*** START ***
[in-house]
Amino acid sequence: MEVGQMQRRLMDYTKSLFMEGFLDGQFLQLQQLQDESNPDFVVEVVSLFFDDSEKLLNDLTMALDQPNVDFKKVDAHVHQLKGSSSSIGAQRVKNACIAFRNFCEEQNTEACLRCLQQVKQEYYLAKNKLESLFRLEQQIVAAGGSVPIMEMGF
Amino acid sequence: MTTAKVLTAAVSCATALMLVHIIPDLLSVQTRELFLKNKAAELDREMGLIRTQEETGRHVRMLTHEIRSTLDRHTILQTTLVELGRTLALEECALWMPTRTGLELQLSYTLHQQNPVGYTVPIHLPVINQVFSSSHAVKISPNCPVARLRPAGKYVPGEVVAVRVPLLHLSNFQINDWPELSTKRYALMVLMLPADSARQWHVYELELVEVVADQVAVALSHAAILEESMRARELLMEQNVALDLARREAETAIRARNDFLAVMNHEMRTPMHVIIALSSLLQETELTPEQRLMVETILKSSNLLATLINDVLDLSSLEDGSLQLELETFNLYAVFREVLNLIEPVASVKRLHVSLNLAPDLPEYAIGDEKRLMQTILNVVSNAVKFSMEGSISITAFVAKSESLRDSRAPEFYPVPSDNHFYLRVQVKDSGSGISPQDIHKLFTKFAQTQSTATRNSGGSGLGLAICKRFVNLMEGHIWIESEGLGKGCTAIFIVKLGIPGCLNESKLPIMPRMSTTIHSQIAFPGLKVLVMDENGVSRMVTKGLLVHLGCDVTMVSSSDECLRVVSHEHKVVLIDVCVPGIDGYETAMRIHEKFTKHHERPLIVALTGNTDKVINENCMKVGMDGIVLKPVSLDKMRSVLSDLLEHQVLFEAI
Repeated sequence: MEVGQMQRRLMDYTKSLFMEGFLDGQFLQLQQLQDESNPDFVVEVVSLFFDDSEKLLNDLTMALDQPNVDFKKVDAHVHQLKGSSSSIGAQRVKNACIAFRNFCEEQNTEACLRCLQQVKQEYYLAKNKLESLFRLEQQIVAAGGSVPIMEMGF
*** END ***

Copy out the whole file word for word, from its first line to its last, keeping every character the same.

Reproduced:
[in-house]
Amino acid sequence: MEVGQMQRRLMDYTKSLFMEGFLDGQFLQLQQLQDESNPDFVVEVVSLFFDDSEKLLNDLTMALDQPNVDFKKVDAHVHQLKGSSSSIGAQRVKNACIAFRNFCEEQNTEACLRCLQQVKQEYYLAKNKLESLFRLEQQIVAAGGSVPIMEMGF
Amino acid sequence: MTTAKVLTAAVSCATALMLVHIIPDLLSVQTRELFLKNKAAELDREMGLIRTQEETGRHVRMLTHEIRSTLDRHTILQTTLVELGRTLALEECALWMPTRTGLELQLSYTLHQQNPVGYTVPIHLPVINQVFSSSHAVKISPNCPVARLRPAGKYVPGEVVAVRVPLLHLSNFQINDWPELSTKRYALMVLMLPADSARQWHVYELELVEVVADQVAVALSHAAILEESMRARELLMEQNVALDLARREAETAIRARNDFLAVMNHEMRTPMHVIIALSSLLQETELTPEQRLMVETILKSSNLLATLINDVLDLSSLEDGSLQLELETFNLYAVFREVLNLIEPVASVKRLHVSLNLAPDLPEYAIGDEKRLMQTILNVVSNAVKFSMEGSISITAFVAKSESLRDSRAPEFYPVPSDNHFYLRVQVKDSGSGISPQDIHKLFTKFAQTQSTATRNSGGSGLGLAICKRFVNLMEGHIWIESEGLGKGCTAIFIVKLGIPGCLNESKLPIMPRMSTTIHSQIAFPGLKVLVMDENGVSRMVTKGLLVHLGCDVTMVSSSDECLRVVSHEHKVVLIDVCVPGIDGYETAMRIHEKFTKHHERPLIVALTGNTDKVINENCMKVGMDGIVLKPVSLDKMRSVLSDLLEHQVLFEAI
Repeated sequence: MEVGQMQRRLMDYTKSLFMEGFLDGQFLQLQQLQDESNPDFVVEVVSLFFDDSEKLLNDLTMALDQPNVDFKKVDAHVHQLKGSSSSIGAQRVKNACIAFRNFCEEQNTEACLRCLQQVKQEYYLAKNKLESLFRLEQQIVAAGGSVPIMEMGF